Two powertrains will be available from launch in the UK, both using turbocharged 2.0-litre engines and numbered according to Volvo’s established power principle. The range-topping T5 petrol will have 247bhp and 258lb ft and the D4 diesel will have 187bhp, both getting all-wheel drive through a part-time Haldex system and an eight-speed autobox as standard. Front-wheel drive and manual gearbox versions will follow shortly, as will less powerful engines. We will have to wait longer for the innovative three-cylinder hybrid powertrain that Volvo confirmed last year, and the company says that an electric version is on the cards.
As you would expect for something wearing a Volvo badge, safety equipment will be comprehensive and give the smaller car a similar level of protection to the XC90. All XC40s have an active collision avoidance system that works at up to 40mph, including an oncoming lane mitigation feature that will intervene to steer the car back onto the correct side of the road if it spots an impending head-on collision. An optional enhanced IntelliSafe system will include semi-autonomous piloted cruise control that can work at up to 81mph, as well as a cross-traffic alert system capable of braking in the face of danger.
While the XC40 will be sold in different versions, Volvo doesn’t want these to be seen as conventional trim levels, with each getting unique exterior colour choices. The base Momentum will have generous standard equipment as well as the option of a white roof, while the sportier R-Design gets a gloss black roof as standard and more visual adornment including bright exhaust finishers (the Momentum has its tailpipes hidden). A range-topping Inscription, aimed at customers in search of more conventional premium trim, will be launched later.
Volvo admits that young professionals are moving away from buying cars and, as with Lynk&Co, the plan is to offer the XC40 through an enhanced leasing scheme that the company describes as a 'subscription service' and which will be branded 'Care by Volvo'. In the UK, this means one payment for leasing, maintenance, insurance and concierge service, and the ability to swap the car for another model from the Volvo range for up to 14 days a year. The initial roll-out of Care by Volvo will likely be limited to the Greater London area, expanding outwards later.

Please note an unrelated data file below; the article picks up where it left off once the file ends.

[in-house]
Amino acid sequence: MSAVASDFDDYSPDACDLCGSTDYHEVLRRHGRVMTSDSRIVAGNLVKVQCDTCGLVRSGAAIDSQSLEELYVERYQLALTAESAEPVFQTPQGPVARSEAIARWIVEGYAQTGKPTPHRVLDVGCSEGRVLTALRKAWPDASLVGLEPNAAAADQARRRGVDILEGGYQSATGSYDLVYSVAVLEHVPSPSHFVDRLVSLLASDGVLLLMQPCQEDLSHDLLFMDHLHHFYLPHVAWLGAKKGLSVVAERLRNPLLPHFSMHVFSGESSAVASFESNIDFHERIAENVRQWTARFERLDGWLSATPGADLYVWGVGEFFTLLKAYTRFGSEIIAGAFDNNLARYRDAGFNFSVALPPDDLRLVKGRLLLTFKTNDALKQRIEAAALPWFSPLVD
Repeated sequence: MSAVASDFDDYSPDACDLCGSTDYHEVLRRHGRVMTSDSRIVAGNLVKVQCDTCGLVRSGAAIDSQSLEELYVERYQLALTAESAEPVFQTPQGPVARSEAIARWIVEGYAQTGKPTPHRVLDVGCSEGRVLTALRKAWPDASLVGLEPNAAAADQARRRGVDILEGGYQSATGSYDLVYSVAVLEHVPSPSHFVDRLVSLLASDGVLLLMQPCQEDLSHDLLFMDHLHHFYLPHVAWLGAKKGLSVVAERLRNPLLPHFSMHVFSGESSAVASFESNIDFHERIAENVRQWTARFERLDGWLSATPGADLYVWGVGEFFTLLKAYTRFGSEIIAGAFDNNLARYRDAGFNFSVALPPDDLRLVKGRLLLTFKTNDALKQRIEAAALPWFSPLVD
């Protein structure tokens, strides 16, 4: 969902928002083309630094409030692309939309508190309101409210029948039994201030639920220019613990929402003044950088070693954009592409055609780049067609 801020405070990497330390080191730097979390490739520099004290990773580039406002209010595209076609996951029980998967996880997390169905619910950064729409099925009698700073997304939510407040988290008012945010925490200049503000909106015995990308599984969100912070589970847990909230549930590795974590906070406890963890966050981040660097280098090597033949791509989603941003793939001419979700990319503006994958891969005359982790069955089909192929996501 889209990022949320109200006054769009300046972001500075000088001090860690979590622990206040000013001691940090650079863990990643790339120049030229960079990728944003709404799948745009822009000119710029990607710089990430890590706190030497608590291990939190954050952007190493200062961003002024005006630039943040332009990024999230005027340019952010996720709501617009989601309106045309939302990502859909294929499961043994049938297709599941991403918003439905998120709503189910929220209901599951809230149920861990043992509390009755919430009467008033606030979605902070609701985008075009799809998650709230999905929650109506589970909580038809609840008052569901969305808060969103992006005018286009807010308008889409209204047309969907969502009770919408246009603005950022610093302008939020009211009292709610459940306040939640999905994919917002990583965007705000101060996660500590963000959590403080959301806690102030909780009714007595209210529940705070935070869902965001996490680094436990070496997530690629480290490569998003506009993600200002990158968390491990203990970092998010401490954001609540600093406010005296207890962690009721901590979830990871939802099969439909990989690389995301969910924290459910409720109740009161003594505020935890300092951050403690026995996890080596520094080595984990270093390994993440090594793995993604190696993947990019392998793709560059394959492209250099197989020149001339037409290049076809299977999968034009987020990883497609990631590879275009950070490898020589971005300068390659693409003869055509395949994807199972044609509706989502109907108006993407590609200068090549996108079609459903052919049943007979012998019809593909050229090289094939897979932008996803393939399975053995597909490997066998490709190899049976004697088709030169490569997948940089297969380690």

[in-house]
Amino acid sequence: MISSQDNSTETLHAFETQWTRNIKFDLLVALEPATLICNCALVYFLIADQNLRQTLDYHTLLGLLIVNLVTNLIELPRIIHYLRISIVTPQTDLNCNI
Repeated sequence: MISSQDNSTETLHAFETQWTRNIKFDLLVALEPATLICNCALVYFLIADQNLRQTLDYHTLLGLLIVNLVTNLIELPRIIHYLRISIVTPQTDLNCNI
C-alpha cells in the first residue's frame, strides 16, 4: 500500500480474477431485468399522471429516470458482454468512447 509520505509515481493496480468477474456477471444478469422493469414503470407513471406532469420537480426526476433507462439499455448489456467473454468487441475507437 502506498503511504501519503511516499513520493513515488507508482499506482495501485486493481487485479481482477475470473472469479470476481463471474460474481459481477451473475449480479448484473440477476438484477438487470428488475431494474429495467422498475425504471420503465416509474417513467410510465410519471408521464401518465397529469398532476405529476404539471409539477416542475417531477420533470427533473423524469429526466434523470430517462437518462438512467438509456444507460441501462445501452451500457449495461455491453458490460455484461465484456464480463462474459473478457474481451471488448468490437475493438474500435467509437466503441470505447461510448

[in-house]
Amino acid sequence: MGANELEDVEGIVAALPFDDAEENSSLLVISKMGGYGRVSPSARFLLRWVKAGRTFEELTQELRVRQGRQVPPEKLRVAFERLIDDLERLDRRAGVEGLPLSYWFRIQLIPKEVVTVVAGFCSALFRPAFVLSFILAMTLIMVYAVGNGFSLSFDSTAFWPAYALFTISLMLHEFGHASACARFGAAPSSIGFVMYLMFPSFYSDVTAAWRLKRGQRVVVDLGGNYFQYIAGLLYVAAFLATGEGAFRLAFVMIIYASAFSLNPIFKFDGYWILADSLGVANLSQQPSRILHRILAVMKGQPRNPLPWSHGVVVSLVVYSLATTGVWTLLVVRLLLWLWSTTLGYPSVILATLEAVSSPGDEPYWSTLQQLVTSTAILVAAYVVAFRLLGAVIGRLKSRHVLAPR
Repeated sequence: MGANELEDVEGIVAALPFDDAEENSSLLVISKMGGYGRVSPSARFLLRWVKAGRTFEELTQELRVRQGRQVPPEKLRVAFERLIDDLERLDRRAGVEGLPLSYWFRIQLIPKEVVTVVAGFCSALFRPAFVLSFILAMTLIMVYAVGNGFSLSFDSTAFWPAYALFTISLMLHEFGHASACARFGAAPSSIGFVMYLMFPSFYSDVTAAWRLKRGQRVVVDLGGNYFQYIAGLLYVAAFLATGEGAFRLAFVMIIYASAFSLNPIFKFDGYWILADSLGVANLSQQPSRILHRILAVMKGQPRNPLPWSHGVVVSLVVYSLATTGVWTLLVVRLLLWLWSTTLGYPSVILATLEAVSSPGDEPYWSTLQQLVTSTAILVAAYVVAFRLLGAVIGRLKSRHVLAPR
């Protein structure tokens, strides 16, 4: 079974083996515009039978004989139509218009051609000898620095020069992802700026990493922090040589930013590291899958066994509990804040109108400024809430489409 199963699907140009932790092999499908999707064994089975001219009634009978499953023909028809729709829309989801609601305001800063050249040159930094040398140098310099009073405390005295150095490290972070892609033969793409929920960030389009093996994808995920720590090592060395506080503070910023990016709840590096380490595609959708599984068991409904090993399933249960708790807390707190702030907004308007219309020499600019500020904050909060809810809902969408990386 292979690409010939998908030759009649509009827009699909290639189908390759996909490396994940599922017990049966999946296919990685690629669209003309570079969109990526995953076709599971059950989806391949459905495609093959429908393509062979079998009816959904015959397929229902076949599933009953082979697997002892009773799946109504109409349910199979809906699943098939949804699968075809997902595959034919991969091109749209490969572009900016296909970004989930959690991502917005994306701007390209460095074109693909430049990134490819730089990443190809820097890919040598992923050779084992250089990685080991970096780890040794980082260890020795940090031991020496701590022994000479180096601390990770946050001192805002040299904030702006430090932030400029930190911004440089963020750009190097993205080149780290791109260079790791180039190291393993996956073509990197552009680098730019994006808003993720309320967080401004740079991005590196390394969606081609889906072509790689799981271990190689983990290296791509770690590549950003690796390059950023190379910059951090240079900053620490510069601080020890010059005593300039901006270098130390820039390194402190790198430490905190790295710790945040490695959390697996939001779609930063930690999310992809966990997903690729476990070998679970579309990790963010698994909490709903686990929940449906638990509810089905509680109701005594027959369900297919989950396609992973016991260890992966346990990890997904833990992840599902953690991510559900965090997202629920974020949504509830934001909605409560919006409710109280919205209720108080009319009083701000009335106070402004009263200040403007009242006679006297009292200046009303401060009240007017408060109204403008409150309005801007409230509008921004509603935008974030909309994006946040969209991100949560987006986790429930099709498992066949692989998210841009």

The XC40 will be priced from £27,905 to £39,305. Its BMW X1 and Audi Q3 competitors cost from £26,900 and £27,610 respectively.
The new Volvo is available to order now, with deliveries starting early next year.
The Brit designer behind the XC40
Car designers normally have to serve for years, often decades, before they get to put their name on a car, but 31-year-old Brit Ian Kettle scored a hole in one with the XC40. A sketch he did shortly after joining Volvo served as the basis for the exterior, which was created after a streamlined design process.
“It all connected," he says. "I was in the right place at the right time and also at the right stage of life – this was a very personal project.”
Working on a production car at such an early stage of his career has given Kettle some invaluable insight into the transition from concept to reality. “There’s a fundamental honesty to Volvo design, that’s a given,” he says, when asked if he considered making it more like one of the fashionable crossover-coupés with low rooflines and compromised interior space. “It’s aimed at a younger market, but it has to be practical and it’s not pretending to be something that it isn’t. We did consider having a hidden door handle at the back, but that was soon changed.”
After graduating from the Royal College of Art’s elite automotive design course in 2012, Kettle interned at Bentley and also worked on the team that created the aborted proposal for a Caterham version of the new Alpine sports car. He also once did work experience at Autocar.